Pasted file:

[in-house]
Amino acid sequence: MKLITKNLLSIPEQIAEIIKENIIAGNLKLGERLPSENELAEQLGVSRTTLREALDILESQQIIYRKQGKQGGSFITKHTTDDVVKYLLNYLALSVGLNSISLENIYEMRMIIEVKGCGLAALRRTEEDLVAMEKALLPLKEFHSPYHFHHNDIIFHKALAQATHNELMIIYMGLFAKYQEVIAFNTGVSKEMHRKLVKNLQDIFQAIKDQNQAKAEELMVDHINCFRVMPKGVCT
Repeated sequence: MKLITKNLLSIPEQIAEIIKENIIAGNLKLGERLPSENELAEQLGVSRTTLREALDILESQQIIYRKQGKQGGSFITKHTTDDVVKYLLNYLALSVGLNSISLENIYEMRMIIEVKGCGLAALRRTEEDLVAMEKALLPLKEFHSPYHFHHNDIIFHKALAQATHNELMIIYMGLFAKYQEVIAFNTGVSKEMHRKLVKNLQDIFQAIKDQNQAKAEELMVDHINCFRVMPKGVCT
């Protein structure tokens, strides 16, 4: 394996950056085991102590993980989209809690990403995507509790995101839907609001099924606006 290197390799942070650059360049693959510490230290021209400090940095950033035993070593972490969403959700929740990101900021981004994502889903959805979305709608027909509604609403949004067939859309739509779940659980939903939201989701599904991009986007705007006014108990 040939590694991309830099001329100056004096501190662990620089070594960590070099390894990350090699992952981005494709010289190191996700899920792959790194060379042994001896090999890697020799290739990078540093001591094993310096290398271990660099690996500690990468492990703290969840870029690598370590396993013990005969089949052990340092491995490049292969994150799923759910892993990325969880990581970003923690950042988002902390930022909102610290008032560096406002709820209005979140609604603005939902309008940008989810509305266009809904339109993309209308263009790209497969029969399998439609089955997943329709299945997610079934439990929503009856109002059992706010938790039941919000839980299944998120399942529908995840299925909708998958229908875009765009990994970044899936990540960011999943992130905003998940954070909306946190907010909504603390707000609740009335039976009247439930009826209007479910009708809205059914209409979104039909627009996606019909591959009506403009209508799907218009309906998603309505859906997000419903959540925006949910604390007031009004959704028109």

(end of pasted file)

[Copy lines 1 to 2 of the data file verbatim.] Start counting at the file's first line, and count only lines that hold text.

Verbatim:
[in-house]
Amino acid sequence: MKLITKNLLSIPEQIAEIIKENIIAGNLKLGERLPSENELAEQLGVSRTTLREALDILESQQIIYRKQGKQGGSFITKHTTDDVVKYLLNYLALSVGLNSISLENIYEMRMIIEVKGCGLAALRRTEEDLVAMEKALLPLKEFHSPYHFHHNDIIFHKALAQATHNELMIIYMGLFAKYQEVIAFNTGVSKEMHRKLVKNLQDIFQAIKDQNQAKAEELMVDHINCFRVMPKGVCT